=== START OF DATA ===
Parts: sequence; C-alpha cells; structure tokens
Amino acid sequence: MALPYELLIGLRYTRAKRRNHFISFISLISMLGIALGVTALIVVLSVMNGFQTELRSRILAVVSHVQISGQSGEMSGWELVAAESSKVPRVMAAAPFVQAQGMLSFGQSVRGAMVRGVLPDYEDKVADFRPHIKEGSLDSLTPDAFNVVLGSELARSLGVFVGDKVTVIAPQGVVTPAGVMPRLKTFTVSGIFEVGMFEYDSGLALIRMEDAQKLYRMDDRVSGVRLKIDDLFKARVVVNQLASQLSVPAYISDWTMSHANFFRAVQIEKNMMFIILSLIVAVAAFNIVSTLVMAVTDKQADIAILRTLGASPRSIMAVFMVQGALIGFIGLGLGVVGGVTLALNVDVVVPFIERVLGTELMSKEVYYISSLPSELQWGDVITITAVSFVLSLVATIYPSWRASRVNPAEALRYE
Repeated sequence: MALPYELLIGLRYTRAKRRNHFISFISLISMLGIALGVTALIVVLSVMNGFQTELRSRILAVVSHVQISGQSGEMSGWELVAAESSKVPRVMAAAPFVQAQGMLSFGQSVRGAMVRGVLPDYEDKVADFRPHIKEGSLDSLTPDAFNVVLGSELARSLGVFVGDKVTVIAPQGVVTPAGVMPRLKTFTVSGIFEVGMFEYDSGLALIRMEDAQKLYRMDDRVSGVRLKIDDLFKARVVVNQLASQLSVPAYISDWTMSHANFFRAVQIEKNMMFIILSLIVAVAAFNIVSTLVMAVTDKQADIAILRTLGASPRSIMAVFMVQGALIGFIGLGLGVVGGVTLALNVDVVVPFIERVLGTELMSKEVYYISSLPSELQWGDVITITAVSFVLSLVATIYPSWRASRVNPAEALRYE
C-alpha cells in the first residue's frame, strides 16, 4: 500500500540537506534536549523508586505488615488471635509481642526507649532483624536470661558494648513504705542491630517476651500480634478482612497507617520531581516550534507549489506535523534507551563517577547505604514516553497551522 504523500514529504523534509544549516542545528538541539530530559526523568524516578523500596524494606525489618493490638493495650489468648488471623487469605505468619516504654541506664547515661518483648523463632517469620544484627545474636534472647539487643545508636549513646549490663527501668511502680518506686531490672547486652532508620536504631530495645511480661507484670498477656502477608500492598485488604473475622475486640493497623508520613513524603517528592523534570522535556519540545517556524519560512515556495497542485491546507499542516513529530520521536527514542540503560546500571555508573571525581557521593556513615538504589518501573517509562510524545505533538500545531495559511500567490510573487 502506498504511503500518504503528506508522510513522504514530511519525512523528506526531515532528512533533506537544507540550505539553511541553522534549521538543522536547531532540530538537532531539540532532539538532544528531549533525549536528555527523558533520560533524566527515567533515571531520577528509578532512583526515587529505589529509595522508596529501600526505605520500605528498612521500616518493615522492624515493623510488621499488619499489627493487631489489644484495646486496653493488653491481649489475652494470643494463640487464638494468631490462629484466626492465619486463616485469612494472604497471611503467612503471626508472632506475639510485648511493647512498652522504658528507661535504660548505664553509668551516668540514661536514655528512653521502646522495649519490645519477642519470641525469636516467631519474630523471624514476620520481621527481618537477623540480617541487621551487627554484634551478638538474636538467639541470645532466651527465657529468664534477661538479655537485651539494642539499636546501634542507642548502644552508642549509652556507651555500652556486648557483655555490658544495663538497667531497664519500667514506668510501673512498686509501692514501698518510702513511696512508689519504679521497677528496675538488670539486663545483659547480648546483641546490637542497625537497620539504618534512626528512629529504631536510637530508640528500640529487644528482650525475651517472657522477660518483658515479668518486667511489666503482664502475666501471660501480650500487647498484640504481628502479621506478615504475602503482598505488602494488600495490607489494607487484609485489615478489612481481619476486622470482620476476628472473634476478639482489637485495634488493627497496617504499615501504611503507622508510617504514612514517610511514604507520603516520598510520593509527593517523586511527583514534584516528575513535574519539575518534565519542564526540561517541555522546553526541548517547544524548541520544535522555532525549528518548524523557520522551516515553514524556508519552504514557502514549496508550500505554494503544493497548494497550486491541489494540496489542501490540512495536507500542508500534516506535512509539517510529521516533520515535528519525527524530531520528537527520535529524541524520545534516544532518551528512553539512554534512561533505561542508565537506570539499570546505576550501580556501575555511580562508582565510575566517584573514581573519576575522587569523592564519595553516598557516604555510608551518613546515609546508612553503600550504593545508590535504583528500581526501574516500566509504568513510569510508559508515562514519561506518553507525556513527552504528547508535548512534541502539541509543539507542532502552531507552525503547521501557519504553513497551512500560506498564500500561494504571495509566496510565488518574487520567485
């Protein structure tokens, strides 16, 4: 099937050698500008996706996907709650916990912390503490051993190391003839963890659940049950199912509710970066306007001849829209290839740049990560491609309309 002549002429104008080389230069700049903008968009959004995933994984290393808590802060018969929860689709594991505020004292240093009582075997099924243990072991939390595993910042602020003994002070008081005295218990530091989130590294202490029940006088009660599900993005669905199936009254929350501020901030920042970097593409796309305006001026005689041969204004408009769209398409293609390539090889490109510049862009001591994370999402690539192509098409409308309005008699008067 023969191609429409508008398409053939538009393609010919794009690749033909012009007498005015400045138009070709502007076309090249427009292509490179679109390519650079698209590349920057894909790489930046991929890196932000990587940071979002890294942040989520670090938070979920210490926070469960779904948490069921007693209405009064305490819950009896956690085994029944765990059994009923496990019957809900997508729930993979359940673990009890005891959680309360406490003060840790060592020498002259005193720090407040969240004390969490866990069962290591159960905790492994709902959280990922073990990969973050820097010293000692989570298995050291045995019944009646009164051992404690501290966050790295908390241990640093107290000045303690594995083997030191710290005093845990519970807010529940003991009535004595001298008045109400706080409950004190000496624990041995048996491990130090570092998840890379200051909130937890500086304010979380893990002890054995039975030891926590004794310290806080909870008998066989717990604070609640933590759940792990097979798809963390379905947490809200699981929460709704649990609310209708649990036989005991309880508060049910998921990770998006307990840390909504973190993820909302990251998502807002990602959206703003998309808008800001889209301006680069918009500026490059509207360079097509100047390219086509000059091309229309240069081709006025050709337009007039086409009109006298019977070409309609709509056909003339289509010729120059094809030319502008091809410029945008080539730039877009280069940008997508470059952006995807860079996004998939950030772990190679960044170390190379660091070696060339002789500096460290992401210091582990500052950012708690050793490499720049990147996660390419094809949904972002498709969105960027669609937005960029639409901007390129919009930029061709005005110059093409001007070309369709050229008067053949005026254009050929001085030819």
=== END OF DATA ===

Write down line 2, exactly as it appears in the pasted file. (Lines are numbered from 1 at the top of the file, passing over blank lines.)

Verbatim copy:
Amino acid sequence: MALPYELLIGLRYTRAKRRNHFISFISLISMLGIALGVTALIVVLSVMNGFQTELRSRILAVVSHVQISGQSGEMSGWELVAAESSKVPRVMAAAPFVQAQGMLSFGQSVRGAMVRGVLPDYEDKVADFRPHIKEGSLDSLTPDAFNVVLGSELARSLGVFVGDKVTVIAPQGVVTPAGVMPRLKTFTVSGIFEVGMFEYDSGLALIRMEDAQKLYRMDDRVSGVRLKIDDLFKARVVVNQLASQLSVPAYISDWTMSHANFFRAVQIEKNMMFIILSLIVAVAAFNIVSTLVMAVTDKQADIAILRTLGASPRSIMAVFMVQGALIGFIGLGLGVVGGVTLALNVDVVVPFIERVLGTELMSKEVYYISSLPSELQWGDVITITAVSFVLSLVATIYPSWRASRVNPAEALRYE